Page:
Unless your union contract states differently (e.g., promotions must be based on seniority), you can select anyone you like for any job for which you feel he or she is qualified.
However, you do have to be cognizant that people 40 and over are protected underThe Age Discrimination in Employment Act of 1967 (ADEA). If you employ more than 20 workers, you are subject to the ADEA, which protects individuals who are 40 years of age or older from employment discrimination based on age.
The ADEA's protections apply to both employees and job applicants. Under the ADEA, it is unlawful to discriminate against a person because of his or her age with respect to any term, condition or privilege of employment--including, but not limited to, hiring, firing, promotion, layoff, compensation, benefits, job assignments and training.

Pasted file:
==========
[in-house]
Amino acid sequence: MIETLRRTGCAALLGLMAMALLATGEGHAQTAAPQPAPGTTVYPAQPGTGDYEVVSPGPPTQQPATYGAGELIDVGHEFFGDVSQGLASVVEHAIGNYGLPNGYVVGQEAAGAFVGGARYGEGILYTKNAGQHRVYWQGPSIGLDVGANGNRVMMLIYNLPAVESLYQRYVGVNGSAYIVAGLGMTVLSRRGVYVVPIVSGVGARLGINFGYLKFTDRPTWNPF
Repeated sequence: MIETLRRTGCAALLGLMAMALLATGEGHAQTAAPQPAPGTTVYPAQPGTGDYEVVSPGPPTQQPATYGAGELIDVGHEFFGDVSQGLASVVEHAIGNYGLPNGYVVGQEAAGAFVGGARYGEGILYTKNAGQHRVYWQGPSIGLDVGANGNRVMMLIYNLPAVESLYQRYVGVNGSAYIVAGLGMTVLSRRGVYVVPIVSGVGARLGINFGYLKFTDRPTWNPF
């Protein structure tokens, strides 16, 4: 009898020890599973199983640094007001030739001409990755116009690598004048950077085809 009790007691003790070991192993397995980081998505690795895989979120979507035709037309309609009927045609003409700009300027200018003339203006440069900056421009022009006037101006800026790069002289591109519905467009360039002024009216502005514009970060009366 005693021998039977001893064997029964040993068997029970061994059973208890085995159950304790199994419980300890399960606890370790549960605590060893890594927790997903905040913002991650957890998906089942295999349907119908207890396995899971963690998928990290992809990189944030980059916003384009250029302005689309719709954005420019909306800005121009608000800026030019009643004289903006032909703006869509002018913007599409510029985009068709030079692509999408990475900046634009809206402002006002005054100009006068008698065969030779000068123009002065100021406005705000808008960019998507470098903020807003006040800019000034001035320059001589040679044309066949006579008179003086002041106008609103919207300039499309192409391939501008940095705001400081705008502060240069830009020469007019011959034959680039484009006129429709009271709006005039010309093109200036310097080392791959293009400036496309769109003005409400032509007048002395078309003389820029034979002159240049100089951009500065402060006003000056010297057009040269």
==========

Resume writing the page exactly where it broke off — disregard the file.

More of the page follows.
An exception to the above would be allowed if you cite a legitimate, bona fide reason why only someone younger could do the job. This is not likely to be the case in a job in which many workers in this kind of job are older than 40.
Question added to topic Human Resources • August 26, 2008
Can we choose to hire a younger person for a bartending position?
I manage a union restaurant and a bartending position came open. We have a person who's over 40 and wants the promotion, but we would like to hire a younger person. If we do so, can the older person take any legal action?
Penny is a seasoned human resources executive and consultant with over 25 years of diverse business experience in advising enterprise leaders on employment-related matters.